Director: Aleksander Nordaas
Cast: Silje Reinåmo, Erlend Nervold, Jon Sigve Skard, Morten Andresen, Sunniva Lien
RunTime: 1 hr 16 mins
Rating: NC-16 (Some Nudity And Violence)
Released By: GV
Official Website: http://www.thalemovie.com/
Opening Day: 23 May 2013
Synopsis: Norwegian folklore turns out to be real when Leo and Elvis encounter Thale in a basement. A regular cleaning job turns into a struggle for survival, while they're trying to figure out what or who Thale is.
Drawing from folklore, the Norwegian horror fantasy ‘Thale’ imagines the forest legend ‘huldra’ as a beautiful sexy woman with a tail attached to her back. Pretty intriguing stuff if you ask us; unfortunately, writer/ director Aleksander Nordaas approaches the material in such a way that will surely test the patience of many of his viewers, leading to a film that we suspect many will find underwhelming and therefore less than worth its already brief 77 min runtime.
First off, it’s important to note that ‘Thale’ isn’t some big-budget creature feature; on the contrary, it is really a low-budget indie, with Nordaas having to pull multiple duties on the set, serving as its cinematographer, editor and camera operator while shooting it largely in his father’s basement. Given the limitations, you can probably understand why more than half of the movie is spent in a dingy makeshift underground laboratory, during which Nordaas emphasises mood over dialogue and for that matter, action.
It is in that secret basement that two crime scene cleaners, Elvis (Erlend Nervold) and Leo (Jon Sigve Skard), of the No Shit Cleaning Services – I kid you not – stumble upon the titular character naked and submerged in a milky bathtub. Using the tape recordings, the squeamish Elvis slowly pieces together Thale’s identity, assisted in no small measure by occasional physical contact with her which allows Elvis flashbacks into her past. We won’t spoil the surprise for you - suffice to say that it has something to do with the men in white coats and masks that come hunting for her in the last half-hour of the movie.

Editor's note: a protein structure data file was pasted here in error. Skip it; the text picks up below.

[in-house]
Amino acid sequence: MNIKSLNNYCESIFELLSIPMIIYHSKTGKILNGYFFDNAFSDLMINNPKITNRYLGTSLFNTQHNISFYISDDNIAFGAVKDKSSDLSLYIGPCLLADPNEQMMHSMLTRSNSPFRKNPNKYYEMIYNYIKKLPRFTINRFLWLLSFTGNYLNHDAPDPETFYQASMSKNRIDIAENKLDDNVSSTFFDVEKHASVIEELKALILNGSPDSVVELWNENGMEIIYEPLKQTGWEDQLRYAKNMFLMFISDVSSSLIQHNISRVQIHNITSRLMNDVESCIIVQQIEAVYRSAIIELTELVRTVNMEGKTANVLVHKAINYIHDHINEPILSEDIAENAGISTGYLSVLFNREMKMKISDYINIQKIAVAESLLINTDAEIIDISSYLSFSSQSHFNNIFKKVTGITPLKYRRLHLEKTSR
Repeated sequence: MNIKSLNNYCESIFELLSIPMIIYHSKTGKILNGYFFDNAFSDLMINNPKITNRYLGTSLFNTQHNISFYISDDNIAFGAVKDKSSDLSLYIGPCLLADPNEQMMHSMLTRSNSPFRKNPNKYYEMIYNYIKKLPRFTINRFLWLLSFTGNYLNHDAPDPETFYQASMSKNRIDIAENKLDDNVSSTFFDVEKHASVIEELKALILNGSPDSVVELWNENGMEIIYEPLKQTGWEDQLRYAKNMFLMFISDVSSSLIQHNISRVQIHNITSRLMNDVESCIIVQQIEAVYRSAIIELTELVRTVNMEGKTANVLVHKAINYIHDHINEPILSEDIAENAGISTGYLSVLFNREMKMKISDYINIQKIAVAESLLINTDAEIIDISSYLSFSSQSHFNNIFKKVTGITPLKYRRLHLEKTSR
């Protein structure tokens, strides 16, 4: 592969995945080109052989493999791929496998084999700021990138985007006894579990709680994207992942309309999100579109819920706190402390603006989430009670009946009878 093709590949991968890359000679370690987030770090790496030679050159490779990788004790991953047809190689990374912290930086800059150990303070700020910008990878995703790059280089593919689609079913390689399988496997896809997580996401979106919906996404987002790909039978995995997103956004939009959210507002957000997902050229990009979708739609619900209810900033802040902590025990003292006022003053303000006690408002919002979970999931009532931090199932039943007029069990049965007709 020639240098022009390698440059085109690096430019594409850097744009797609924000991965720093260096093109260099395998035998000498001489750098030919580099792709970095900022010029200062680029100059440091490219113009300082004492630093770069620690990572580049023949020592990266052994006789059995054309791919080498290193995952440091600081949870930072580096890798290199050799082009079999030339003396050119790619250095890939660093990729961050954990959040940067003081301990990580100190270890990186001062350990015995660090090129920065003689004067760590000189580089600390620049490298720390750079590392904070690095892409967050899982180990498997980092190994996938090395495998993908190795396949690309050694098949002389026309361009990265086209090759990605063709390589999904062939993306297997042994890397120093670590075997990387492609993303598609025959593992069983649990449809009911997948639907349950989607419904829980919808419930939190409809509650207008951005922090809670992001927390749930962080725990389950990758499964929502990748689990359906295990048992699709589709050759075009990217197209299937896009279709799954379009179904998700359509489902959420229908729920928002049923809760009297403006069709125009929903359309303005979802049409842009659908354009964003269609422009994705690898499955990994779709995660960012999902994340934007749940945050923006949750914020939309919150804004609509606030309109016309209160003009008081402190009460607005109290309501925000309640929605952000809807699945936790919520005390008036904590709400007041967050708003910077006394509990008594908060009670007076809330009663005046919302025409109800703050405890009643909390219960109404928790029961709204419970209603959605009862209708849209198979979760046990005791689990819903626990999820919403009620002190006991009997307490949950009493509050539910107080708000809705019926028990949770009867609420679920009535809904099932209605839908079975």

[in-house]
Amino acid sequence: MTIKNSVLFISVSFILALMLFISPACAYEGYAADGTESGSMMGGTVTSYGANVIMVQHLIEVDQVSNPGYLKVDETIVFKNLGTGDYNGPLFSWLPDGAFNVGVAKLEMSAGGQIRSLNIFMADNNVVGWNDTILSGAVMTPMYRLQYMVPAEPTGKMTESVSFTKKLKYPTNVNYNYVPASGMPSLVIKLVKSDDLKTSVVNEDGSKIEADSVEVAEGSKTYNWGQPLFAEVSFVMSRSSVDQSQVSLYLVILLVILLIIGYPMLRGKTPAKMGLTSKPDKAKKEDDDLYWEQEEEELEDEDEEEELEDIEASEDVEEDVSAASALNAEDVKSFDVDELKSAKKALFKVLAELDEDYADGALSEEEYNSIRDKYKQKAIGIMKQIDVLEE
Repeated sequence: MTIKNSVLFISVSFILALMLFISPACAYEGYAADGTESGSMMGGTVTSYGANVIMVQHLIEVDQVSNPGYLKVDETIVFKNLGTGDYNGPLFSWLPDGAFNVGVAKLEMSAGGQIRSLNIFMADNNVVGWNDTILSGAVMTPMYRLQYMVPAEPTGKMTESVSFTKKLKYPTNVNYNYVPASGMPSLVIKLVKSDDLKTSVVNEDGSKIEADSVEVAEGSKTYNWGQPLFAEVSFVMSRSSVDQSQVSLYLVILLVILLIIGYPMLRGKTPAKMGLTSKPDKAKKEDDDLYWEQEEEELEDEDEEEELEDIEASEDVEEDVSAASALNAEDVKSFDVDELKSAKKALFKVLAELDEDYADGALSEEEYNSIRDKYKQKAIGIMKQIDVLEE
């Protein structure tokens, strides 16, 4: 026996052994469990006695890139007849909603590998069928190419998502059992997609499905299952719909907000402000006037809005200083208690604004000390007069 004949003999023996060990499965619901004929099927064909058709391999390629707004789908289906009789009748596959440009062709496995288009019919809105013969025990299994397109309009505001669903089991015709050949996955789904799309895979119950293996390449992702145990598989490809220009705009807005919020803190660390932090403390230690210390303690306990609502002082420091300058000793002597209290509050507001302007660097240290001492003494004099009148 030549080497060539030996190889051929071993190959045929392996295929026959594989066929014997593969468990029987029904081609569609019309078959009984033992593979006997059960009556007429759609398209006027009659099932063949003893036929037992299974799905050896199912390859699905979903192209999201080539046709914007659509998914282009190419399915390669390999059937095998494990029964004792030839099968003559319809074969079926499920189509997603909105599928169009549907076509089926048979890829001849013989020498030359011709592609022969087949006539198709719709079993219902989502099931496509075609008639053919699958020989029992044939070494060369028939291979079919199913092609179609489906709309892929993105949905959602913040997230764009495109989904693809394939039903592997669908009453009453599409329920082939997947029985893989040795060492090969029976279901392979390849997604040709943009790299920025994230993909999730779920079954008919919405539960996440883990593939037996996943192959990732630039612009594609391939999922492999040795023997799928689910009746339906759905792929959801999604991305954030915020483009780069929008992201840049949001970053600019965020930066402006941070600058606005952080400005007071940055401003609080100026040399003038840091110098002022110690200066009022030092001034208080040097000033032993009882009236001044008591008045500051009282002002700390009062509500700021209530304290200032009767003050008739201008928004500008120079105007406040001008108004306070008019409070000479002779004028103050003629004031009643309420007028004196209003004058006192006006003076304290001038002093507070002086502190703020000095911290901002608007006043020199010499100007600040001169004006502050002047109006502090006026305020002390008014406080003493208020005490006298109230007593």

Here is where Nordaas makes a risky bet - the revelations and final confrontation between man and beast are supposed to justify an otherwise deliberately paced, to say the least, first hour, though how many viewers will find the payoff justifiable is suspect. Indeed, Nordaas’ intention is to build a connection between Thale and her two newfound male companions, the reason of this apparent only later on that feels - especially in the case of Leo - contrived more than inspired. On his part, Nordaas also does himself no favours by letting the pace slack, a consequence of the use of too many static shots where very little happens.
Still, to give credit where it is due, the extended finale does play in pretty gripping fashion as the mythical huldra gets to display their characteristic strength and speed; in particular, though slightly over-used, the slo-mo shots as Thale takes down her captives are rather impressive - and perhaps the same could be said of the entire finale, given the obvious budgetary limitations Nordaas had faced when shooting the film. If you like to know our verdict, we’d say it just about vindicates the inertia of the buildup, not helped by the pedestrian government conspiracy plot thrown in.
If there is one element that is sure to hold your attention, it is Silje Reinåmo, who plays Thale captivating without the need for a single line of dialogue. Granted that some of that is thanks to Nordaas’ peek-and-tease shots - after all, Reinåmo does remain nude for most of her screen time - but the actress more than holds her own with an expressive performance that conveys a variety of emotions especially through her eyes. We won’t deny too that female viewers might find the story misogynistic, since the premise might be reduced to two men saving a buxom nude woman.
So, all things considered, if you’re interested in catching a slightly different creature feature from the kind Hollywood does, this little Norwegian film might just do the trick. Just be prepared for a measured first hour, and after that you’ll discover the reason why this movie has been garnering enough word-of-mouth to gain momentum for an international release. Or not - either way, it’s likely the recently announced English language sequel to ‘Thale’ will forgo its moody brooding approach for more mainstream thrills.
(Despite a rather plodding first hour, there is still intrigue to be had in this low-budget creature feature based on Norwegian folklore)